This week’s Sunday Times ran a story headlined “Safety fears over ‘nano’ anti-ageing cosmetics”. The story highlights the company L’Oreal, which, it says, is “marketing a range of skin treatments containing tiny nano- particles, despite concerns about their possible long-term effects on the human body “, and singles out the product Revitalift, which apparently contains “nanosomes” of pro-retinol A. The article quotes both the FDA and the Royal Society on potential unknown health effects, quoting the latter as saying “We don’t know whether these particles are taken down through the skin and what the long-term effects might be in the bloodstream.” There’s an important point that needs clarifying here.
We need to distinguish between manufactured nanoparticles, like the zinc oxide particles mentioned as being used in some sunscreens, and self-assembled nanostructures, like nanosomes, which are the major subject of the article. It’s the manufactured nanoparticles that have given rise to the health anxieties; nanosomes are quite different. Nanosomes are formed from soap like molecules which self-assemble into water into sheets. If you can persuade these sheets to curve round and make a closed surface you have a liposome; a bag in which you can trap useful molecules like the various vitamins and vitamin precursors that companies like L’Oreal like to put in their products (see here for L’Oreal’s own description of this technology). A nanosome is simply a small liposome. The idea is that these molecular delivery bags will both protect the active molecules and help them penetrate the skin. Should we worry that these nanoparticles will enter the human body and lead to long-term adverse effects? Probably not, because the molecules that make up the bag are identical to or very similar to naturally occuring lipids (in fact, the starting point for most liposomes is lecithin, a naturally occurring mixture of phospholipids that’s very commonly used as food emulsifier), and the structures they form are held together by rather weak forces. Liposomes have been much studied as possible drug delivery agents, and this research shows that most liposomes have a rather short life-time in the body. In fact, from the point of view of drug delivery, the lifetimes are rather too short and special tricks are needed – such as the so-called stealth lipsome technology – to prevent the body recognizing and destroying them.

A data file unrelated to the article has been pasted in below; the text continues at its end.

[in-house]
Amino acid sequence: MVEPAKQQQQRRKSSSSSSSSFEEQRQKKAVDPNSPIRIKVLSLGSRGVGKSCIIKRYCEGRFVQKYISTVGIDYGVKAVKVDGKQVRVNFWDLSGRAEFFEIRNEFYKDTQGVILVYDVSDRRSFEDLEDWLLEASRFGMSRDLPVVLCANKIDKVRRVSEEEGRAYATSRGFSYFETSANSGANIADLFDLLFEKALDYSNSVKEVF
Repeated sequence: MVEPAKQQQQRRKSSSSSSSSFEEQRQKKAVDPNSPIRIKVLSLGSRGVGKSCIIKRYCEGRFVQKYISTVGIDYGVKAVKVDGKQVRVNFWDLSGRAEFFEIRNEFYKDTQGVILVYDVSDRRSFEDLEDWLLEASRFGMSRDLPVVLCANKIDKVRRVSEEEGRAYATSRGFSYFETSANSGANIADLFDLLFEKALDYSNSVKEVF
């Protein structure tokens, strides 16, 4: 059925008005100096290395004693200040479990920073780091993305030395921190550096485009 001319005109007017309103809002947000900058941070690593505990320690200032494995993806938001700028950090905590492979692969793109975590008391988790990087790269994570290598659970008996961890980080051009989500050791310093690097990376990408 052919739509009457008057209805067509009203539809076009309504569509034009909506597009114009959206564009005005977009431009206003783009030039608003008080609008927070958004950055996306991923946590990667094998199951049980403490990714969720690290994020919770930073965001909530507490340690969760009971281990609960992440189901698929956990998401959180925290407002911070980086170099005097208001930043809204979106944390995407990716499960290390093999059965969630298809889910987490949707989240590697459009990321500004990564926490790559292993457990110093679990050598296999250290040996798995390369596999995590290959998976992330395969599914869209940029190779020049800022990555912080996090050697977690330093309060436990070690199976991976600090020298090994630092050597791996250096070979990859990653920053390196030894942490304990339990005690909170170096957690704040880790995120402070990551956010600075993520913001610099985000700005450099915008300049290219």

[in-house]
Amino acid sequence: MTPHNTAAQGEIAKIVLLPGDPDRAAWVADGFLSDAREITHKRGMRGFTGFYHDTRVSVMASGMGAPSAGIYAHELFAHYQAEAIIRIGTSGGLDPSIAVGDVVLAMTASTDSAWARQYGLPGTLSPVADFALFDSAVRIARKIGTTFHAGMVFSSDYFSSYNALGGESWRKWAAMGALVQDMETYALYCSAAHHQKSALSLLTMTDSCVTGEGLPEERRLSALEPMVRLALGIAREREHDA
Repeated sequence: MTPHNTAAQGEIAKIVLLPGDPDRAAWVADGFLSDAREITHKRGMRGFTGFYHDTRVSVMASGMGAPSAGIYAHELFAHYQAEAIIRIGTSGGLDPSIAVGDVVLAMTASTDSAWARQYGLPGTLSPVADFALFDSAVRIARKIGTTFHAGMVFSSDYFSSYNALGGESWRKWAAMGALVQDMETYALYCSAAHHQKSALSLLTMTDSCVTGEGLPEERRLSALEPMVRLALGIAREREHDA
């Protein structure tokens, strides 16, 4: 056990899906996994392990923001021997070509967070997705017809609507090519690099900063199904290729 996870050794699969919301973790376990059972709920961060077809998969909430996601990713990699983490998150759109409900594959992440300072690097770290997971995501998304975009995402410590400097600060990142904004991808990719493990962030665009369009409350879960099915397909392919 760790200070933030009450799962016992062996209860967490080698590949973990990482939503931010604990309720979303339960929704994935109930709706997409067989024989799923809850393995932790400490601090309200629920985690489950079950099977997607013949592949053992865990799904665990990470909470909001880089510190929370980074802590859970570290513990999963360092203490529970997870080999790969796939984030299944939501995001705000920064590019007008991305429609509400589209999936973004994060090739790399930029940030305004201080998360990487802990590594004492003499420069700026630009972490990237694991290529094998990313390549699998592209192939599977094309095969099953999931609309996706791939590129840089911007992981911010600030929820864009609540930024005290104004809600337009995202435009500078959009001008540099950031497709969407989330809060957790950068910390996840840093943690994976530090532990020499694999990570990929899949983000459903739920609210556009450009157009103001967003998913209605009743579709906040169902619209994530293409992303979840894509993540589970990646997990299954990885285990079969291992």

I’m not sure where this piece has come from – it’s written, not by a science correspondent or an environment correspondent, but by the “Social Affairs” editor. I think “Social Affairs” is a rather pretentious categorisation for all those lifestyle pieces that Sunday newspapers are plagued by, and sure enough the “Style” supplement has a consumer review of non-surgical anti-ageing treatments. Perhaps someone in the lifestyle department saw the nano- word, dimly remembered that nanotechnology had been “derided by the Prince of Wales as ‘grey goo’ “, and saw the chance to get a serious story in the paper for a change.
Will the association of these cosmetics with scare stories about the dangers of nanotechnology be bad for their sales? Somehow I doubt it. Given the popularity of botox, it seems that a combination of outrageous expense and the suggestion of danger is exactly what sells an anti-ageing treatment.